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Repair of antique ring


#1

Help! I am looking for small diamonds which are actually the chips
from old rose cut diamonds - I believe they are called mackels - or
something very similar - does anyone know a source for these - the
ring which needs repair has 4 good size center rose cut diamonds
which are in very good shape and approximately 20 small diamonds
around the edge -3 of them are missing - each is about 1.5mm
diameter round. Customer want to wear it to daughter’s wedding at
end of month. Any suggestions? Sheridan Reedliif0jjjy,lj1


#2

Dear Sheridan, Every time I read “chips” in reference to diamonds I
cringe. The general public likes to believe that they really exist !
Admitedly very small diamonds that were used as trim in very early
jewelry were , indeed, uncut or partially cut diamond
crystals…nonetheless, I have never seen any diamond that might
be called a chip.

When one suggests that a rose cut diamond might produce chips also
suggests that the stone might have been shaped by cleaving. Indeed,
diamonds are regularly cleaved, but the cleaving is generally across
the basal plane of the crystal and the end result is that of halving
an isometric crystal so that maximum yield can be attained. So
called rose cuts are not achieved by cleaving because cleaving
results in basal plane separation.

When replacing diamond trim in antique jewelry one usually uses
single cut diamonds which are readily available through such sources
as Stuller.Don’t get sucked into the “chips” fantasy ! Ron at Mills
Gem, Los Osos, Ca.


#3

Ron,

I beg to differ…I have seen several antique pieces that have
"chips" in them. You can call them rose cuts if you like but the word
"facet" has nothing to do with these stones. Mark

Sheridan,

As for a suggestion to locate these…Try looking for jewelers that
purchases a lot of estate jewelry and ask them if they have any
"breakout" that might match your description of the stones. They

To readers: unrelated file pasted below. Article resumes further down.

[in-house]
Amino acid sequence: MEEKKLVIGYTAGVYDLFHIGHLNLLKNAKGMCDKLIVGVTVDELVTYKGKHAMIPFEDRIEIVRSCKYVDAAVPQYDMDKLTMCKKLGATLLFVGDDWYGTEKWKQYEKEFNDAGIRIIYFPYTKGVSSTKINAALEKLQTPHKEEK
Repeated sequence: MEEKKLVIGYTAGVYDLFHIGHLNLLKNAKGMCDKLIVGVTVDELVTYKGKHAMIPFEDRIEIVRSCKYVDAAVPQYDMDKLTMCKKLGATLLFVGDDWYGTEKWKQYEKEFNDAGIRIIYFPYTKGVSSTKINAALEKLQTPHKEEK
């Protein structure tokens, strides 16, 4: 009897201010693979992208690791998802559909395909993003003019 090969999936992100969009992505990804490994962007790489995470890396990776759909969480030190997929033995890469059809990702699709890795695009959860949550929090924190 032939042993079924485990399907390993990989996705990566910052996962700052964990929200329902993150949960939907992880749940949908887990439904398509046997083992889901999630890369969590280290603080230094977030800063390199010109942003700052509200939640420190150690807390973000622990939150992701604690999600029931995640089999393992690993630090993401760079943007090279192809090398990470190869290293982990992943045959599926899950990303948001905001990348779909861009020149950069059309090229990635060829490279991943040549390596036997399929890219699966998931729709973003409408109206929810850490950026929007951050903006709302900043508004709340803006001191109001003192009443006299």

will never be able to sell this type of stuff so you might get lucky.
Mark


#4

Ron - Pardon my ignorance but you don’t have to be quite so scolding.
I only use stones I do not create them. I know I have alot to learn
but I wrote what I did because I was informed that these small
diamonds are flat on the bottom ie, have no culet and are not
"faceted" though there is some surface irregularity such that it
appears to have two or three surfaces that meet somewhere near the
middle but those surfaces are not smooth as with a faceted stone - I
was told they were indeed “sliced off” the “rose cut” diamonds during
their faceting. Sorry that I don’t know better. I have ordered lots
or small diamonds from Stuller and I do not believe they have what I
am looking for. You fail to mention the term I used - have you heard
it before? I have never had the opportunity to have observed a stone
being faceted - whether it is a “rose cut” diamond or a “brilliant”

  • I only understand that the rose cuts are typical of older or
    antique rings and have fewer facets. I have seen stone cleaved as
    with the forming of arrowheads and such.

#5
     As for a suggestion to locate these...Try looking for
jewelers that purchases a lot of estate jewelry and ask them if
they have any "breakout" that might match your description of the
stones.  They will never be able to sell this type of stuff so you
might get lucky. Mark" 

Mark - thank you for your suggestion but I wouldn’t know where else
to look. I guess that is what I was hoping for from the list -
someone who either sold “estate” or antique jewelry or had a pawn
shop or something who might have gathered together some of these
diamonds- whatever they are called - they are flat on the bottom,
that is, there is no culet, and the top surface is uneven so it
catches the light but I cannot say they are really “faceted” - they
are round and small. Sheridan


#6

Hideo, Regarding the definition of the term you used. “macle” is the
term for a twinned diamond rough crystal which is triangular in
shape. Jerry in Kodiak


#7

Hey- The rose cut has variations accordding to the year cut .Some are
flat on the bottom and strange facets on top, and some brilliant
on bottom and rose on top


#8

Hideo,I will probably have available th stones which you need in the
next week or so. I am being hired to recut a black opal in very worn
condition which is currently mounted in a ring where they are
surronded by diamonds in the cut you describe…I will have a chance
to purchase those diamonds.

While I’m not in my shop now, and I don’t have my resouces to look up
a name for that cut here at home; I can say with assurity that they
are not called macles…that name is applied to a rather flat, almost
triangular diamond crystal. These where at one time in history cut
into only the crown portion of a diamond and then mounted over an